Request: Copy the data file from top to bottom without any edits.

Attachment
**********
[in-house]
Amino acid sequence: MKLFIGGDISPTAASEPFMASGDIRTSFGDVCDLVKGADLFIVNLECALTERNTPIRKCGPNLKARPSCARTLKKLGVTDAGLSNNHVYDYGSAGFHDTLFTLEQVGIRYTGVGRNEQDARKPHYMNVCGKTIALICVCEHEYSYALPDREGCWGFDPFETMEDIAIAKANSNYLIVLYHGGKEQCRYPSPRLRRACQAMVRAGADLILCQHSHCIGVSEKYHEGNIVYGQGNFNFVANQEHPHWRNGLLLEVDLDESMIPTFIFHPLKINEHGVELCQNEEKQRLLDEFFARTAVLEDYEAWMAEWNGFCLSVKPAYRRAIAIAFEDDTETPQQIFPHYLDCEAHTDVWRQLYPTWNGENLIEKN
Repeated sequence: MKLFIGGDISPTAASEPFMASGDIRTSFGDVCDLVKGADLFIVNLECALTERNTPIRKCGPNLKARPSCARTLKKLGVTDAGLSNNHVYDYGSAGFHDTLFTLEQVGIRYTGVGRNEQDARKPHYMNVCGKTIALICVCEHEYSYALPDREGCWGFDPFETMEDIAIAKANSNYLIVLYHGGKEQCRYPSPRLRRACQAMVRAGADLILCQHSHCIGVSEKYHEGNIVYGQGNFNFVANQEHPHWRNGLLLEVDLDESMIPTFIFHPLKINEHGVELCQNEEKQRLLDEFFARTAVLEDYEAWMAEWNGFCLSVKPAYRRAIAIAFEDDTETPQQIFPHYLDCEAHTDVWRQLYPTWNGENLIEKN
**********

[in-house]
Amino acid sequence: MKLFIGGDISPTAASEPFMASGDIRTSFGDVCDLVKGADLFIVNLECALTERNTPIRKCGPNLKARPSCARTLKKLGVTDAGLSNNHVYDYGSAGFHDTLFTLEQVGIRYTGVGRNEQDARKPHYMNVCGKTIALICVCEHEYSYALPDREGCWGFDPFETMEDIAIAKANSNYLIVLYHGGKEQCRYPSPRLRRACQAMVRAGADLILCQHSHCIGVSEKYHEGNIVYGQGNFNFVANQEHPHWRNGLLLEVDLDESMIPTFIFHPLKINEHGVELCQNEEKQRLLDEFFARTAVLEDYEAWMAEWNGFCLSVKPAYRRAIAIAFEDDTETPQQIFPHYLDCEAHTDVWRQLYPTWNGENLIEKN
Repeated sequence: MKLFIGGDISPTAASEPFMASGDIRTSFGDVCDLVKGADLFIVNLECALTERNTPIRKCGPNLKARPSCARTLKKLGVTDAGLSNNHVYDYGSAGFHDTLFTLEQVGIRYTGVGRNEQDARKPHYMNVCGKTIALICVCEHEYSYALPDREGCWGFDPFETMEDIAIAKANSNYLIVLYHGGKEQCRYPSPRLRRACQAMVRAGADLILCQHSHCIGVSEKYHEGNIVYGQGNFNFVANQEHPHWRNGLLLEVDLDESMIPTFIFHPLKINEHGVELCQNEEKQRLLDEFFARTAVLEDYEAWMAEWNGFCLSVKPAYRRAIAIAFEDDTETPQQIFPHYLDCEAHTDVWRQLYPTWNGENLIEKN